Early Arctic inhabitants lived without sex, says study
Posted on Aug 31 2014 | IANS
London, Aug 31 : As the scientific community dwells over the possibility that Neanderthals had sex with humans, an Indian-origin researcher has found that the earliest Arctic inhabitants lived in complete sexual isolation from their neighbours for almost 4,000 years.
"Paleo-Eskimos, after surviving in near-isolation in the harsh Arctic environment for over 4,000 years, disappeared around 700 years ago - about the same time when ancestors of the modern day Inuit spread eastward from Alaska," explained Dr. Maanasa Raghavan from the Centre for GeoGenetics at the Natural History Museum of Denmark, University of Copenhagen.
The Inuit came from Siberia to the Arctic several thousand years after the Paleo-Eskimos.
This new genomic research found that Paleo-Eskimo people remained isolated in the eastern Arctic for thousands of years with no significant mixing - culturally or sexually - with American-Indians, Norse or other Europeans.
"Our genetic studies show that Paleo-Eskimos were the first people in the Arctic and they survived without outside contact for over 4,000 years," added co-author professor Eske Willerslev from the University of Copenhagen.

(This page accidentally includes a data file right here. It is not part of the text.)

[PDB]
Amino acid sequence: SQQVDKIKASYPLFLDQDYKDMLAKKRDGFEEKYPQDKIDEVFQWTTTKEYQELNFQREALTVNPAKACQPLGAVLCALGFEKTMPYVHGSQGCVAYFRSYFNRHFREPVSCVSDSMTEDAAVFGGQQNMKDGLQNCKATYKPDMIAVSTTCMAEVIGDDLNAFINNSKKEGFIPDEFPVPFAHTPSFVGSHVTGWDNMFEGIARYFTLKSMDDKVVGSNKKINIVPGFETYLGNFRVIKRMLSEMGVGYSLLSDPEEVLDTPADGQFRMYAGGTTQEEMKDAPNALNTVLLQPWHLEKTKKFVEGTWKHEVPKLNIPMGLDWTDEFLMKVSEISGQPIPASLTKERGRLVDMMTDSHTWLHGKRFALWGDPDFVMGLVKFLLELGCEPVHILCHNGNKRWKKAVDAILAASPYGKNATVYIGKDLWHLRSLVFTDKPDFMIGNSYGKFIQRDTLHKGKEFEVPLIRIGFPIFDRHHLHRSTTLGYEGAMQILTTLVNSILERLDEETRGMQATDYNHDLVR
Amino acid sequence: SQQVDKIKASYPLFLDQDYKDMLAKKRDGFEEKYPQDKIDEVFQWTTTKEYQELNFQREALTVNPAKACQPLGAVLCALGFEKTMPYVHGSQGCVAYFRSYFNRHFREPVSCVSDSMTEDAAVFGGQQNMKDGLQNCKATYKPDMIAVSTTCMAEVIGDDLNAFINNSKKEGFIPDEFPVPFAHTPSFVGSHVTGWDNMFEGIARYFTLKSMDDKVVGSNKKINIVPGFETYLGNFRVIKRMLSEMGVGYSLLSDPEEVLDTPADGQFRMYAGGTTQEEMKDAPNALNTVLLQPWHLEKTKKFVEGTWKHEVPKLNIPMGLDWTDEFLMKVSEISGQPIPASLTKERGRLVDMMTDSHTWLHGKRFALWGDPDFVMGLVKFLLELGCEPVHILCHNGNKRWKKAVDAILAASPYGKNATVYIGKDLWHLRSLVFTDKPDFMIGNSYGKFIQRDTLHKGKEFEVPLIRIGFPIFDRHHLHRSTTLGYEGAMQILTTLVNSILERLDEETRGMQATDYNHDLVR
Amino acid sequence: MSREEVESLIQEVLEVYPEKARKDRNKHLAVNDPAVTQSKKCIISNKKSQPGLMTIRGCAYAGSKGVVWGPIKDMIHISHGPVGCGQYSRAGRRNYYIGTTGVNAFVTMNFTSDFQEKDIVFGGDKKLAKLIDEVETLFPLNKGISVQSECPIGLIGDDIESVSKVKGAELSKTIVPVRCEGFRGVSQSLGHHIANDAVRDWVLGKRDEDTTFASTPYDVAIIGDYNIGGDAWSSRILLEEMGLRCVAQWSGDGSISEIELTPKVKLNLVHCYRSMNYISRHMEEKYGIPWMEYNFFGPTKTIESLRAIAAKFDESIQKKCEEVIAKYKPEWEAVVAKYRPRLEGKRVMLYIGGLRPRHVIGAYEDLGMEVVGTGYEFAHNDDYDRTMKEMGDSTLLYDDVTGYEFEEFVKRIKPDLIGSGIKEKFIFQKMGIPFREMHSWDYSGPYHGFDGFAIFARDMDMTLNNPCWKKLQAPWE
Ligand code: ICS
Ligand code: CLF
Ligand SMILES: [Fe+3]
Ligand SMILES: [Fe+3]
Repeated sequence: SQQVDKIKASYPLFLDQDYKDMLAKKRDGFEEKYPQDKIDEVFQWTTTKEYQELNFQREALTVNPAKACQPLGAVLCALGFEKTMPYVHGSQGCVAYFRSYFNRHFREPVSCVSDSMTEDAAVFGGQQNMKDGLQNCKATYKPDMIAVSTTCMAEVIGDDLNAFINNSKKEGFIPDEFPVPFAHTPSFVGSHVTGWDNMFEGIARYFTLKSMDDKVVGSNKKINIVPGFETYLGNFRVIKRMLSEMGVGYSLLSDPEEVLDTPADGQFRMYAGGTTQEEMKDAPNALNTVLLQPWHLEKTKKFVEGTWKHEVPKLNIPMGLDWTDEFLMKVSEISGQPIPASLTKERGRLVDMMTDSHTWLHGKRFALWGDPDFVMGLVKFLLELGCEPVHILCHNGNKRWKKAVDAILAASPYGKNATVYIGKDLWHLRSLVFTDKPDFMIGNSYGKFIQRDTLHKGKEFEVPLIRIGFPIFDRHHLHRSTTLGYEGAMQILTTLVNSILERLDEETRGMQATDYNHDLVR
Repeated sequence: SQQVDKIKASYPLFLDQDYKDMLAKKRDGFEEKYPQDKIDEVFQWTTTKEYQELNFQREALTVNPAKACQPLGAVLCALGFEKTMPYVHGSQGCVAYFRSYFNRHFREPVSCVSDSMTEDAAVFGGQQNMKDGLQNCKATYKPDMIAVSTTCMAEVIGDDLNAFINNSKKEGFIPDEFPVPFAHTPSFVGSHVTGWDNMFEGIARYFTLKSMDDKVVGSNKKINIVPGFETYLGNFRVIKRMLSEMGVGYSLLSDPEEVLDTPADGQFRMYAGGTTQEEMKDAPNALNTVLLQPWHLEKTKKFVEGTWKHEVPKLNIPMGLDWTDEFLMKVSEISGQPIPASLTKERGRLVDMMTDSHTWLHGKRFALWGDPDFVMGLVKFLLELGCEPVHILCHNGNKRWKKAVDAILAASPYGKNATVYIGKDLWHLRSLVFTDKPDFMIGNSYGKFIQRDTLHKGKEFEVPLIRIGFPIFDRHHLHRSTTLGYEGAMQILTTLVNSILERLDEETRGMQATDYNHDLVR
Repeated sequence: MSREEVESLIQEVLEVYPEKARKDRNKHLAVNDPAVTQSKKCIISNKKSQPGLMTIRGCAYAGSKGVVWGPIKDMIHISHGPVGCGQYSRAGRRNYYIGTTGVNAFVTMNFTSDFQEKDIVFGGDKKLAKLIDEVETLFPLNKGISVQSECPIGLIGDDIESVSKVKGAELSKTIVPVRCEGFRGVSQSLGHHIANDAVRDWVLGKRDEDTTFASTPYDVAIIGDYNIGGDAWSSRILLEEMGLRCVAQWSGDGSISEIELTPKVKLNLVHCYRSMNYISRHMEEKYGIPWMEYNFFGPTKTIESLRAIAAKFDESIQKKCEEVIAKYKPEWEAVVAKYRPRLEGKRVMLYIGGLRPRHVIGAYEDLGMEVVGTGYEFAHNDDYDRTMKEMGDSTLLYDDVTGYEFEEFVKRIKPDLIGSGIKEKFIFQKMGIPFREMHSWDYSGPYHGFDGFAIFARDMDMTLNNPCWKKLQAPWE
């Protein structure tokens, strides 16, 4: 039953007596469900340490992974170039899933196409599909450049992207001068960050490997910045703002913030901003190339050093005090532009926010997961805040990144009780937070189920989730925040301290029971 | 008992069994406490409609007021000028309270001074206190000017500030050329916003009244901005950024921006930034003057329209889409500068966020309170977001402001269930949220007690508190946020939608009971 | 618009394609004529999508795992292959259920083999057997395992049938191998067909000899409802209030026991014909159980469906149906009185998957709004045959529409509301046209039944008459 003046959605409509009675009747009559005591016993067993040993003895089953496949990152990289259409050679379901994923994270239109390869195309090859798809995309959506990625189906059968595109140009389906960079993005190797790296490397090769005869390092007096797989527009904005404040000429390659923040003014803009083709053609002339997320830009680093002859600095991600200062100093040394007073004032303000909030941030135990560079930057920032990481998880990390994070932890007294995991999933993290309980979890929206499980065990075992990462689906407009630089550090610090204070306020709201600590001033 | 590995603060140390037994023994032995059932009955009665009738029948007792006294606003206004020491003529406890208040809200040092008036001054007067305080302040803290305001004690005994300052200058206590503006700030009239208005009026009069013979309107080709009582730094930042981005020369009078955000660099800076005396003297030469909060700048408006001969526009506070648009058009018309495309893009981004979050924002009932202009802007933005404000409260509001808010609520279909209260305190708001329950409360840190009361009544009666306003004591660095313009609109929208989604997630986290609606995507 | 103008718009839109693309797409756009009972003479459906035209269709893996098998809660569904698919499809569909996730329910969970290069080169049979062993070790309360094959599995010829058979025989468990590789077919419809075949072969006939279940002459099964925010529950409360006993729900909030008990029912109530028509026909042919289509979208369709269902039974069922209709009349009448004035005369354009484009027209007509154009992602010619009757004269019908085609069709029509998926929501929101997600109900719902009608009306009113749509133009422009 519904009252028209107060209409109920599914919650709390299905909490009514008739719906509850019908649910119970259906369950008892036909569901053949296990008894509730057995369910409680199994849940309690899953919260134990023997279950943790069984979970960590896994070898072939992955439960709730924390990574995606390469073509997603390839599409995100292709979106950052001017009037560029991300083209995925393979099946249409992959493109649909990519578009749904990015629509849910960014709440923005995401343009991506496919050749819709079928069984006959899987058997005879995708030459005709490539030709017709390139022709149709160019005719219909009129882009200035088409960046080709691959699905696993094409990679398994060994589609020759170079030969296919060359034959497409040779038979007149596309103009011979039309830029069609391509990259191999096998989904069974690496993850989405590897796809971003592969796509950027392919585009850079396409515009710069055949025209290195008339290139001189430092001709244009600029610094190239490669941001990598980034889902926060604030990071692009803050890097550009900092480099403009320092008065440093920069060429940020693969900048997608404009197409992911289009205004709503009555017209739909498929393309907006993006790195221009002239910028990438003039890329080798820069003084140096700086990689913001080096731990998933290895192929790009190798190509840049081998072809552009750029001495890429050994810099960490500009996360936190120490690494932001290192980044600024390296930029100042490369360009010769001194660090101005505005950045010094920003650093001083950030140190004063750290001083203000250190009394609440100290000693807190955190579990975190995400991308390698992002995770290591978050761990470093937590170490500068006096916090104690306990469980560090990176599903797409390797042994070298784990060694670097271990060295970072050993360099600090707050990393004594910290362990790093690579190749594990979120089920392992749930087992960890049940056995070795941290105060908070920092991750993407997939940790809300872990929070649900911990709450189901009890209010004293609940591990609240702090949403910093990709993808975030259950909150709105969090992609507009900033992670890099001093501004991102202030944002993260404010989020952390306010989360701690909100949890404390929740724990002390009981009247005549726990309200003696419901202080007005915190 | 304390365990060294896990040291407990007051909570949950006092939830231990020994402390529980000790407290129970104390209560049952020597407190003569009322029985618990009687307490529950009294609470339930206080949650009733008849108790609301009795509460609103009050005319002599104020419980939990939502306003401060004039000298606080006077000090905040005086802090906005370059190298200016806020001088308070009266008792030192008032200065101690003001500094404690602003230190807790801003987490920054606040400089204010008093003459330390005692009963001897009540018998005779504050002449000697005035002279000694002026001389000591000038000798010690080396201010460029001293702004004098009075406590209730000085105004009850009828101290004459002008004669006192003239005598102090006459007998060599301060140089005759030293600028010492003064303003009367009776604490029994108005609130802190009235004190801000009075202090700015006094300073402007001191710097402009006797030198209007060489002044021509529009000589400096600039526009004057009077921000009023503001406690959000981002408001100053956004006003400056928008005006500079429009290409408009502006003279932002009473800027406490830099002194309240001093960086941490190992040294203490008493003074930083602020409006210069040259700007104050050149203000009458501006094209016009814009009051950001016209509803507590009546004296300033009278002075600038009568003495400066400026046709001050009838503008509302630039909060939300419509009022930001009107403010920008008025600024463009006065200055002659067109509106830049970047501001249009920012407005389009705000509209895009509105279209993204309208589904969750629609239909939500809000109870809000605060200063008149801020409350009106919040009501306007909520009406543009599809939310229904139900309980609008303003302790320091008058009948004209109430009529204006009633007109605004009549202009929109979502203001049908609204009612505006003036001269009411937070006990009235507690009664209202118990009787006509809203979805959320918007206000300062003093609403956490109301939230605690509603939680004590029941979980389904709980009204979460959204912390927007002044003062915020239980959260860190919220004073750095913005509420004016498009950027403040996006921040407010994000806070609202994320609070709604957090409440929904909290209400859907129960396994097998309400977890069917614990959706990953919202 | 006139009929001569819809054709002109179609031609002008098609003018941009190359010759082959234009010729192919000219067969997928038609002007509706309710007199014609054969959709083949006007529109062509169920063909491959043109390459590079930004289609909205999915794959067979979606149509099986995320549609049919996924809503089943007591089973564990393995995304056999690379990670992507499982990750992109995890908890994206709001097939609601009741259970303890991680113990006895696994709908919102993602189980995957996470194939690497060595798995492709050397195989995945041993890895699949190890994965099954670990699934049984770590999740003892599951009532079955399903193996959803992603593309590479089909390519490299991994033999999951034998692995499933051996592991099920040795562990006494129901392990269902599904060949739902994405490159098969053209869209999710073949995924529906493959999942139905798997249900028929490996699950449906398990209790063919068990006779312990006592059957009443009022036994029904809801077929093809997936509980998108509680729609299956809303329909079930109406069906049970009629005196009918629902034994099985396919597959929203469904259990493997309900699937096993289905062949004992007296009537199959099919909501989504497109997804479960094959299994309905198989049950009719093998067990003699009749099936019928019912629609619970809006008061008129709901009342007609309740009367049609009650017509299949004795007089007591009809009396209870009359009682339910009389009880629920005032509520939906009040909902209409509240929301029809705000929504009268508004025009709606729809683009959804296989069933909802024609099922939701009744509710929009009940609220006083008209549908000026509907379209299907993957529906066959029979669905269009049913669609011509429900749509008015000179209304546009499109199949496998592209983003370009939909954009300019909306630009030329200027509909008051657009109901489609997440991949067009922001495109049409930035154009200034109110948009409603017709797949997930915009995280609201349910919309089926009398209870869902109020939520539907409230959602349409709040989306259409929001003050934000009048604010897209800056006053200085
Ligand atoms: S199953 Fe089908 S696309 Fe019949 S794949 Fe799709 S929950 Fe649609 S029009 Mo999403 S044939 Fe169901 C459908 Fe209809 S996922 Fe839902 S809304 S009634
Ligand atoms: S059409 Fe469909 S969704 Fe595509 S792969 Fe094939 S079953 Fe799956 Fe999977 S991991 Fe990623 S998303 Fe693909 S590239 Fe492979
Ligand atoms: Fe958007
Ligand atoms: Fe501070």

To reach this conclusion, the team did a comprehensive DNA study of current and former inhabitants of Greenland, Arctic Canada, Alaska, the Aleutian Islands and Siberia.
The findings rejected the speculation that Paleo-Eskimos represented several different people, including Native Americans, or that they are direct ancestors of today's Inuit.
"With the study, we have addressed the question of cultural versus genetic continuity in one of the most challenging environments that modern humans have successfully settled in and present a comprehensive picture of how the Arctic was peopled," Raghavan emphasised.
According to the findings, the Paleo-Eskimo population contained very few women.
"In fact, the genetic record suggests that the first migrant population may have contained as few as one single (and apparently very accommodating) woman," Willerslev noted.
Besides, avoiding modern tools like bows and arrows, their culture was deeply spiritual, the researchers concluded in a paper published in the journal Science.